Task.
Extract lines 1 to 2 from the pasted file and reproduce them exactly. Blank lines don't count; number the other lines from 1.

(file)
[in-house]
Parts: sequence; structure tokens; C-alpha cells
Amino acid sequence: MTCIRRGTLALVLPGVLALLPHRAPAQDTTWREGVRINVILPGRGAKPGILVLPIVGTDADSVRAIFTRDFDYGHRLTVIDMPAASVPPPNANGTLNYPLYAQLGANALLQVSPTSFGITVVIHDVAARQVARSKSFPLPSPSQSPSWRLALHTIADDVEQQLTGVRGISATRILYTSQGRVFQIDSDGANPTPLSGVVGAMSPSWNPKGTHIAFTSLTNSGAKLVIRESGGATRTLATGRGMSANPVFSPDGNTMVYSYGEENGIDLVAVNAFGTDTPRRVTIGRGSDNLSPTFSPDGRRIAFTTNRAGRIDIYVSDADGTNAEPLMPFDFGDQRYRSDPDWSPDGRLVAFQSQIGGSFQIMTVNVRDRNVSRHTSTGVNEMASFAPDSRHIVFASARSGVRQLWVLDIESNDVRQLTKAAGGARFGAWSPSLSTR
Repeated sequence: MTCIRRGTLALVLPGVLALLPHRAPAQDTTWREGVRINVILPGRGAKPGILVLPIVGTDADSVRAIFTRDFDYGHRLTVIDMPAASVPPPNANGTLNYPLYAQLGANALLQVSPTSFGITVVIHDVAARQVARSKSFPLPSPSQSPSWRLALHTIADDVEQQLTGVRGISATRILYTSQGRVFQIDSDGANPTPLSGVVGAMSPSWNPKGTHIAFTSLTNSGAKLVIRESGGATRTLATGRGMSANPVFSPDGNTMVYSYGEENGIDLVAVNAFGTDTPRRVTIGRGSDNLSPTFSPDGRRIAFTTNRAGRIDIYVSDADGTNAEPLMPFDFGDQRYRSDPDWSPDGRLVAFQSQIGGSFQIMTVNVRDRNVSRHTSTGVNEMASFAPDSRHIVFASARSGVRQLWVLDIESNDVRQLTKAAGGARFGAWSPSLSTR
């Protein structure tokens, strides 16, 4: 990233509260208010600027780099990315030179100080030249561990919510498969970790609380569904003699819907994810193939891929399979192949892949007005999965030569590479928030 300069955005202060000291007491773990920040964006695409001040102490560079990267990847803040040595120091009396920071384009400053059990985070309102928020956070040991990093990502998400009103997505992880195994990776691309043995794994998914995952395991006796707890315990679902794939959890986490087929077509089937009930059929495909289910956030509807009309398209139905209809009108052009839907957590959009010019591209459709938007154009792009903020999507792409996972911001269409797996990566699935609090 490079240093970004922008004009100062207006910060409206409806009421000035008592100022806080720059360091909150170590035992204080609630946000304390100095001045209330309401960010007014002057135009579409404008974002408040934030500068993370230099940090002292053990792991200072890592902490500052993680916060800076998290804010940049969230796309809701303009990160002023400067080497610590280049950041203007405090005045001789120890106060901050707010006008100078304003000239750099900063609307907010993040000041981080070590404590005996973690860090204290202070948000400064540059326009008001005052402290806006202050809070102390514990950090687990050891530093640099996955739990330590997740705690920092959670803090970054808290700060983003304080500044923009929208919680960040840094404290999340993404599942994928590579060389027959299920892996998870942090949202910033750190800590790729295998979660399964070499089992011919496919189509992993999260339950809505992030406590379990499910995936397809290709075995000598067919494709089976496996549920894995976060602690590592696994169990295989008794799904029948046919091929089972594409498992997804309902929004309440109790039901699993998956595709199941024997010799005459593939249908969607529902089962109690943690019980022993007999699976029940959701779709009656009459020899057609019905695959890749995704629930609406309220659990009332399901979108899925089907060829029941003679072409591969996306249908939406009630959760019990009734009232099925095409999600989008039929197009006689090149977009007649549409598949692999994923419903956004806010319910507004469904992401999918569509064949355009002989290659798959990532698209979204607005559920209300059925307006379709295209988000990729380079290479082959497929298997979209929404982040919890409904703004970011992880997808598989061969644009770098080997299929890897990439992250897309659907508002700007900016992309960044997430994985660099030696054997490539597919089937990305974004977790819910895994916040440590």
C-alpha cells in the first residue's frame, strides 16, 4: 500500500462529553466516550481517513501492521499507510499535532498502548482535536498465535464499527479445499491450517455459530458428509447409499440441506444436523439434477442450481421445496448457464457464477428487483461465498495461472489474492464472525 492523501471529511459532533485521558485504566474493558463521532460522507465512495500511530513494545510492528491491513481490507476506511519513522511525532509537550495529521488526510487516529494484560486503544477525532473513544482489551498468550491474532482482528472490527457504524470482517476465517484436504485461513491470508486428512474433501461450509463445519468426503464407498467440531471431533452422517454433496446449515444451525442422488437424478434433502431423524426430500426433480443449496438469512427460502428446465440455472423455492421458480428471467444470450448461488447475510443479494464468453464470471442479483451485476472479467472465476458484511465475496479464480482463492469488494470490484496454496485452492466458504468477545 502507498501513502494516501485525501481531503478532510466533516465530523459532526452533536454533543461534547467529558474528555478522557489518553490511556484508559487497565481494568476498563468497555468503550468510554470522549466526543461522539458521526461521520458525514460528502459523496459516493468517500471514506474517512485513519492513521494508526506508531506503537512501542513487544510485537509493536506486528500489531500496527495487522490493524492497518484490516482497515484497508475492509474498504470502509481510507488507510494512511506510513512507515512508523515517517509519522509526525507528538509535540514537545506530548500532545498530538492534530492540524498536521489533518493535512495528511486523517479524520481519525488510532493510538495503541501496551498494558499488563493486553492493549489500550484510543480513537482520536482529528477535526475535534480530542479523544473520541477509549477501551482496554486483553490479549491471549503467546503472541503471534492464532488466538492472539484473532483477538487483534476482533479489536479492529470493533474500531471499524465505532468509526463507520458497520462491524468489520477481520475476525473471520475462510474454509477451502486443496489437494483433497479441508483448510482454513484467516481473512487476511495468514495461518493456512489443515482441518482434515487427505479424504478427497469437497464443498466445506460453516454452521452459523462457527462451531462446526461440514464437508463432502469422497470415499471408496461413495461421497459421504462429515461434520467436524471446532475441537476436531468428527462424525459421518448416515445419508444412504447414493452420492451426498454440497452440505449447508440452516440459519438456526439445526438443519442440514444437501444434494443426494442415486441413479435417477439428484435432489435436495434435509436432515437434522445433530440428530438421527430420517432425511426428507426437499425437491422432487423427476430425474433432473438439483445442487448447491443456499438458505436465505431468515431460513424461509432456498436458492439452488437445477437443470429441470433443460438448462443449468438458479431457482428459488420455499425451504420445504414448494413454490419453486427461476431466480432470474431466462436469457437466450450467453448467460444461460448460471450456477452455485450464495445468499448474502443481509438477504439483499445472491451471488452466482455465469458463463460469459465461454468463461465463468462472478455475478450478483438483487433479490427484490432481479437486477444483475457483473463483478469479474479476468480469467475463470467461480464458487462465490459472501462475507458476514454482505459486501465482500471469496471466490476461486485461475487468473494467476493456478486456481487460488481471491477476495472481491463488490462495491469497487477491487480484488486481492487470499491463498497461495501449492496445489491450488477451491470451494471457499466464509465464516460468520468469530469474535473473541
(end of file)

[in-house]
Parts: sequence; structure tokens; C-alpha cells